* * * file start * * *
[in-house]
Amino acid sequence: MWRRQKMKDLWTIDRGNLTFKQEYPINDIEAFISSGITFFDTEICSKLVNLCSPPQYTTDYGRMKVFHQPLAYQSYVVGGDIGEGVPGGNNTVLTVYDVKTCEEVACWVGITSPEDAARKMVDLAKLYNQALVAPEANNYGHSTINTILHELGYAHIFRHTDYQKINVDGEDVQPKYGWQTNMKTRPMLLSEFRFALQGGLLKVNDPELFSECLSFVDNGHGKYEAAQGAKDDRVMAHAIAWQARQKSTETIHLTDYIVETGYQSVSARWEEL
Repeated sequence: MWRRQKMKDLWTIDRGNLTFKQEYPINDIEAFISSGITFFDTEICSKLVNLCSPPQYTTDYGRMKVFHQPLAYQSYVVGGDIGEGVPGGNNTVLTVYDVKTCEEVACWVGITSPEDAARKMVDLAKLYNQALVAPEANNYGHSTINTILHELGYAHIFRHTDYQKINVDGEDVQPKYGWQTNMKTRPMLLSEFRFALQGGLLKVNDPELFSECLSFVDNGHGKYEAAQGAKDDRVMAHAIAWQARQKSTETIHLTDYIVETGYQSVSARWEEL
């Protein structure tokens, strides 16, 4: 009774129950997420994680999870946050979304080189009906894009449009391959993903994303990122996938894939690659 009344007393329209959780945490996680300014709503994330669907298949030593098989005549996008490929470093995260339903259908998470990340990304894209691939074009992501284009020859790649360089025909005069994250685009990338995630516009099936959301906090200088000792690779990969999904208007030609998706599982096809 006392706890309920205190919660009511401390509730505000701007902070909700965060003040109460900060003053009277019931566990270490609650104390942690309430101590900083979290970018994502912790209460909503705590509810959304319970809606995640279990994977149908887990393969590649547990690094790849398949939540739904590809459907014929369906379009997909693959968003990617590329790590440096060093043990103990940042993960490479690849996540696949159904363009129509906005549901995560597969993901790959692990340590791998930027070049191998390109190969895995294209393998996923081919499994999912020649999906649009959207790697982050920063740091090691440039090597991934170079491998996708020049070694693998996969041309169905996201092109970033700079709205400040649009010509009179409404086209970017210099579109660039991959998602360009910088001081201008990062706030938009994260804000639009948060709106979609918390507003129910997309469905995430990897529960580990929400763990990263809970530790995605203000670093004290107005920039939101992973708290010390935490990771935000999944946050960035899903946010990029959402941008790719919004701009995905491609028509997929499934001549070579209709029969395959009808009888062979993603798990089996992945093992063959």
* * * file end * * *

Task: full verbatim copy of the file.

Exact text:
[in-house]
Amino acid sequence: MWRRQKMKDLWTIDRGNLTFKQEYPINDIEAFISSGITFFDTEICSKLVNLCSPPQYTTDYGRMKVFHQPLAYQSYVVGGDIGEGVPGGNNTVLTVYDVKTCEEVACWVGITSPEDAARKMVDLAKLYNQALVAPEANNYGHSTINTILHELGYAHIFRHTDYQKINVDGEDVQPKYGWQTNMKTRPMLLSEFRFALQGGLLKVNDPELFSECLSFVDNGHGKYEAAQGAKDDRVMAHAIAWQARQKSTETIHLTDYIVETGYQSVSARWEEL
Repeated sequence: MWRRQKMKDLWTIDRGNLTFKQEYPINDIEAFISSGITFFDTEICSKLVNLCSPPQYTTDYGRMKVFHQPLAYQSYVVGGDIGEGVPGGNNTVLTVYDVKTCEEVACWVGITSPEDAARKMVDLAKLYNQALVAPEANNYGHSTINTILHELGYAHIFRHTDYQKINVDGEDVQPKYGWQTNMKTRPMLLSEFRFALQGGLLKVNDPELFSECLSFVDNGHGKYEAAQGAKDDRVMAHAIAWQARQKSTETIHLTDYIVETGYQSVSARWEEL
């Protein structure tokens, strides 16, 4: 009774129950997420994680999870946050979304080189009906894009449009391959993903994303990122996938894939690659 009344007393329209959780945490996680300014709503994330669907298949030593098989005549996008490929470093995260339903259908998470990340990304894209691939074009992501284009020859790649360089025909005069994250685009990338995630516009099936959301906090200088000792690779990969999904208007030609998706599982096809 006392706890309920205190919660009511401390509730505000701007902070909700965060003040109460900060003053009277019931566990270490609650104390942690309430101590900083979290970018994502912790209460909503705590509810959304319970809606995640279990994977149908887990393969590649547990690094790849398949939540739904590809459907014929369906379009997909693959968003990617590329790590440096060093043990103990940042993960490479690849996540696949159904363009129509906005549901995560597969993901790959692990340590791998930027070049191998390109190969895995294209393998996923081919499994999912020649999906649009959207790697982050920063740091090691440039090597991934170079491998996708020049070694693998996969041309169905996201092109970033700079709205400040649009010509009179409404086209970017210099579109660039991959998602360009910088001081201008990062706030938009994260804000639009948060709106979609918390507003129910997309469905995430990897529960580990929400763990990263809970530790995605203000670093004290107005920039939101992973708290010390935490990771935000999944946050960035899903946010990029959402941008790719919004701009995905491609028509997929499934001549070579209709029969395959009808009888062979993603798990089996992945093992063959």